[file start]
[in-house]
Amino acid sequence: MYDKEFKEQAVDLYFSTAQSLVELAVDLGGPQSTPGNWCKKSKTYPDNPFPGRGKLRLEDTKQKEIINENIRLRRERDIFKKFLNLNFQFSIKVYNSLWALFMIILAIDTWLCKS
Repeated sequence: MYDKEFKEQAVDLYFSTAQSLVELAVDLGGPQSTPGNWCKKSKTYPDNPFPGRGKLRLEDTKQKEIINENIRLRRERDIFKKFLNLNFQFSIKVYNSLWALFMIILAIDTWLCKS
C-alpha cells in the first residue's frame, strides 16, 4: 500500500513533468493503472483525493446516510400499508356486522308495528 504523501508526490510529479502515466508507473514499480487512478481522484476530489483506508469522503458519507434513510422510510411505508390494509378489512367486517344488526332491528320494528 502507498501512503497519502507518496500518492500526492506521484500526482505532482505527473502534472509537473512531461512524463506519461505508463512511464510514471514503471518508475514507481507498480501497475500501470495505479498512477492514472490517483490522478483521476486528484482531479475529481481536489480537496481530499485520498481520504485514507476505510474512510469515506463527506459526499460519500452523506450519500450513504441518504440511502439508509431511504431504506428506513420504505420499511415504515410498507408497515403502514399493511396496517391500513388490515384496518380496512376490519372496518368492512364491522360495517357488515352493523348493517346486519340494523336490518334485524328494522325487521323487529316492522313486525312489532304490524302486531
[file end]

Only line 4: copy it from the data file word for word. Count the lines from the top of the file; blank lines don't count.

C-alpha cells in the first residue's frame, strides 16, 4: 500500500513533468493503472483525493446516510400499508356486522308495528 504523501508526490510529479502515466508507473514499480487512478481522484476530489483506508469522503458519507434513510422510510411505508390494509378489512367486517344488526332491528320494528 502507498501512503497519502507518496500518492500526492506521484500526482505532482505527473502534472509537473512531461512524463506519461505508463512511464510514471514503471518508475514507481507498480501497475500501470495505479498512477492514472490517483490522478483521476486528484482531479475529481481536489480537496481530499485520498481520504485514507476505510474512510469515506463527506459526499460519500452523506450519500450513504441518504440511502439508509431511504431504506428506513420504505420499511415504515410498507408497515403502514399493511396496517391500513388490515384496518380496512376490519372496518368492512364491522360495517357488515352493523348493517346486519340494523336490518334485524328494522325487521323487529316492522313486525312489532304490524302486531